The court must enter summary judgment if the moving party “shows that there is no genuine dispute as to any material fact and the movant is entitled to judgment as a matter of law.” Fed.R.Civ.P. 56(a). “Only disputes over facts that might affect the outcome of the suit under the governing law will properly preclude the entry of summary judgment.” Anderson v. Liberty Lobby, Inc., 477 U.S. 242, 248 (1986). When the parties have filed cross-motions for summary judgment, the court “look[s] to the burden of proof that each party would bear on an issue of trial; [and] then require[s] that party to go beyond the pleadings and affirmatively to establish a genuine issue of material fact.” Santaella v. Metro. Life Ins. Co., 123 F.3d 456, 461 (7th Cir. 1997). If either party “fails to make a showing sufficient to establish the existence of an element essential to that party's case, and on which that party will bear the burden at trial, ” summary judgment against that party is appropriate. Mid Am. Title Co. v. Kirk, 59 F.3d 719, 721 (7th Cir. 1995) (quoting Tatalovich v. City of Superior, 904 F.2d 1135, 1139 (7th Cir. 1990)). “As with any summary judgment motion, this [c]ourt reviews these cross-motions ‘construing all facts, and drawing all reasonable inferences from those facts, in favor of . . . the non-moving party.'” Wis. Cent., Ltd. v. Shannon, 539 F.3d 751, 756 (7th Cir. 2008) (quoting Auto. Mechs. Local 701 Welfare & Pension Funds v. Vanguard Car Rental USA, Inc., 502 F.3d 740, 748 (7th Cir. 2007)).

         “[S]ummary judgment ‘is the “put up or shut up” moment in a lawsuit, when a party must show what evidence it has that would convince a trier of fact to accept its version of events.'” Johnson v. Cambridge Indus., Inc., 325 F.3d 892, 901 (7th Cir. 2003) (quoting Schacht v. Wis. Dep't of Corr., 175 F.3d 497, 504 (7th Cir. 1999)). A mere “scintilla of evidence” is not enough to survive. Pugh v. City of Attica, 259 F.3d 619, 625 (7th Cir. 2001).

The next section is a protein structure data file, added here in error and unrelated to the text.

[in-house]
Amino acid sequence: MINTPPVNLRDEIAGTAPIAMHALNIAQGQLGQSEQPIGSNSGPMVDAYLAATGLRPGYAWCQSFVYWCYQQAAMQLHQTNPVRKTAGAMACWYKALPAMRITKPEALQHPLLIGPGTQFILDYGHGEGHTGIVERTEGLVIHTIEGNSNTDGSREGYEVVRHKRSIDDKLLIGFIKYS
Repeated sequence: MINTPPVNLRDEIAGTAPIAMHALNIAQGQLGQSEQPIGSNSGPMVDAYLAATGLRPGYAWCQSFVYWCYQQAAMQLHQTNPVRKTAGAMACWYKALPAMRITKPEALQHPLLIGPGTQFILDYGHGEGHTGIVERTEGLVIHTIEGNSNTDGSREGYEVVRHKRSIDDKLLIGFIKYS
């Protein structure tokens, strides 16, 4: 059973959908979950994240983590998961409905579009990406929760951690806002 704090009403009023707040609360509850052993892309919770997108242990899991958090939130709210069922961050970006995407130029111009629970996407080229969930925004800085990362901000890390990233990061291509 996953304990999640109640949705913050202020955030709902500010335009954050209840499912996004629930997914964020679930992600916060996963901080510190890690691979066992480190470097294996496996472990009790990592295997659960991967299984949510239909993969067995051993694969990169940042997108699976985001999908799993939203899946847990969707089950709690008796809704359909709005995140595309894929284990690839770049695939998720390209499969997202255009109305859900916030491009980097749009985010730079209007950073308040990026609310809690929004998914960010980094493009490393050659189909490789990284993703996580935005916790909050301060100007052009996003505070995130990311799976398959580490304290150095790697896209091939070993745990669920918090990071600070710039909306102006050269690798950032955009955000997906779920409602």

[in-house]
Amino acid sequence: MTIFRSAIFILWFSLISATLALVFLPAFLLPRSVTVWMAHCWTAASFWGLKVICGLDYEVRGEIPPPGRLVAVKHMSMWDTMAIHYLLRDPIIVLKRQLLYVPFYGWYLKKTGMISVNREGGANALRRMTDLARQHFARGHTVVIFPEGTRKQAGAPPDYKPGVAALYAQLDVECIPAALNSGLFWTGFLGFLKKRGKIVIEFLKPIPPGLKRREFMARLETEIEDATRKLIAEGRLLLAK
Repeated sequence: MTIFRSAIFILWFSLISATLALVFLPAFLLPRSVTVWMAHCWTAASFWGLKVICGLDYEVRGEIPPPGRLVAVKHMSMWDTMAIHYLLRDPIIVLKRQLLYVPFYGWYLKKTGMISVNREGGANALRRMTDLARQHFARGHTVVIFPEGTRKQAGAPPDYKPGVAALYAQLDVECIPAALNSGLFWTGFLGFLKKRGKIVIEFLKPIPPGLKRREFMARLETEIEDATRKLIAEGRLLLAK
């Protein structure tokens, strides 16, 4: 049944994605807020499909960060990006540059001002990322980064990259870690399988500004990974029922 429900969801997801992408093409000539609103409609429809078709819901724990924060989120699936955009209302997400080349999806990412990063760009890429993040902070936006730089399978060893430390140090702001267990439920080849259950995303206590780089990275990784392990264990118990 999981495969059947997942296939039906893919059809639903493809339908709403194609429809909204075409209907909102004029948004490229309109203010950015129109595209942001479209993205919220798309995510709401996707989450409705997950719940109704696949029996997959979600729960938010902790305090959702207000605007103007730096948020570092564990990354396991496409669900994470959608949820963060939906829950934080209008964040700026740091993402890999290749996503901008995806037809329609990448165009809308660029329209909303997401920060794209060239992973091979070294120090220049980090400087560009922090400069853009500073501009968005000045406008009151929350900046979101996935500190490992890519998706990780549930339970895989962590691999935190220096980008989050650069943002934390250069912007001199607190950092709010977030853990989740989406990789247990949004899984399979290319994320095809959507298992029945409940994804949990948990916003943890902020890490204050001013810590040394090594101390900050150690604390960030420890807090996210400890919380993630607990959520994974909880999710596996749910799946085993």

A. Eighth Amendment

         “Because officials have taken away virtually all of a prisoner's ability to protect himself, the Constitution imposes on officials the duty to protect those in their charge from harm from other prisoners.” Dale v. Poston, 548 F.3d 563, 569 (7th Cir. 2008) (quoting Mayoral v. Sheahan, 245 F.3d 934, 938 (7th Cir. 2001)). “A prison official's ‘deliberate indifference' to a substantial risk of serious harm to an inmate violates the Eighth Amendment.” Farmer v. Brennan, 511 U.S. 825, 828 (1994). To maintain an Eighth Amendment deliberate indifference claim, a prisoner must adduce evidence that he was “incarcerated under conditions posing a substantial risk of serious harm, ” and that the defendant was deliberately indifferent to that risk. Id. at 834. “[T]he official must both be aware of facts from which the inference could be drawn that a substantial risk of serious harm exists, and he must also draw the inference.” Id. at 837. A prison official has “an obligation ‘to take reasonable measures to abate [the risk]'” only if he knows about it. Dale, 548 F.3d at 569 (quoting Borello v. Allison, 446 F.3d 742, 747 (7th Cir. 2006)). A prison ...